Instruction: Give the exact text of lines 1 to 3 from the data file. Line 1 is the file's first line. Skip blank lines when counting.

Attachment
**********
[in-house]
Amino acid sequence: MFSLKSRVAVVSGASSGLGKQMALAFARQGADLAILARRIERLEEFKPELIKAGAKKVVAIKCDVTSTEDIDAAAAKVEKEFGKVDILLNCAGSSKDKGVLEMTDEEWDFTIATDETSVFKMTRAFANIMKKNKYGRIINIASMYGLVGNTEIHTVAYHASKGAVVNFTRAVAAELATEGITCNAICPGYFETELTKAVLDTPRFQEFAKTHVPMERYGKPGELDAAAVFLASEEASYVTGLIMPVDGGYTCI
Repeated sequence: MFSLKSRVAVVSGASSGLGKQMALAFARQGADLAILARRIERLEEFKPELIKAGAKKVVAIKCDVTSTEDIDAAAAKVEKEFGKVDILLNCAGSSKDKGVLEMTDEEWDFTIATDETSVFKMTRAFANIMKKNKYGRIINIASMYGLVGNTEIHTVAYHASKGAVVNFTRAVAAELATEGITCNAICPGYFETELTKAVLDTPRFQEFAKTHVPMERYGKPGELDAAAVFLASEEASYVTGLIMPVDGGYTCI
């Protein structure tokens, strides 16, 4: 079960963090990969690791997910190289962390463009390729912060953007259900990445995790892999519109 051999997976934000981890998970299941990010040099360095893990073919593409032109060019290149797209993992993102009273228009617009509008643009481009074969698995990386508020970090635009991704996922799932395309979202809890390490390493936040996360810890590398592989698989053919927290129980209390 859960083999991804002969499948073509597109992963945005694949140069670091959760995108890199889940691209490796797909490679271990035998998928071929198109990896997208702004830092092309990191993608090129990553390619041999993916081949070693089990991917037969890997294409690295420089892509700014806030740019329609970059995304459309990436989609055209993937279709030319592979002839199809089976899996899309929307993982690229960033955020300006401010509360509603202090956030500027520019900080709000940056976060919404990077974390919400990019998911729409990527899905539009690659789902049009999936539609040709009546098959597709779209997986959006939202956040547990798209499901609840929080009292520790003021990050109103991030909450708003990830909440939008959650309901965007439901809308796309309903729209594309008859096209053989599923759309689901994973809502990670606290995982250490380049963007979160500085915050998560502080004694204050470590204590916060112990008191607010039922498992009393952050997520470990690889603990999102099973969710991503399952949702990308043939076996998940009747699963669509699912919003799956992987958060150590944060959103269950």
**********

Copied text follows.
[in-house]
Amino acid sequence: MFSLKSRVAVVSGASSGLGKQMALAFARQGADLAILARRIERLEEFKPELIKAGAKKVVAIKCDVTSTEDIDAAAAKVEKEFGKVDILLNCAGSSKDKGVLEMTDEEWDFTIATDETSVFKMTRAFANIMKKNKYGRIINIASMYGLVGNTEIHTVAYHASKGAVVNFTRAVAAELATEGITCNAICPGYFETELTKAVLDTPRFQEFAKTHVPMERYGKPGELDAAAVFLASEEASYVTGLIMPVDGGYTCI
Repeated sequence: MFSLKSRVAVVSGASSGLGKQMALAFARQGADLAILARRIERLEEFKPELIKAGAKKVVAIKCDVTSTEDIDAAAAKVEKEFGKVDILLNCAGSSKDKGVLEMTDEEWDFTIATDETSVFKMTRAFANIMKKNKYGRIINIASMYGLVGNTEIHTVAYHASKGAVVNFTRAVAAELATEGITCNAICPGYFETELTKAVLDTPRFQEFAKTHVPMERYGKPGELDAAAVFLASEEASYVTGLIMPVDGGYTCI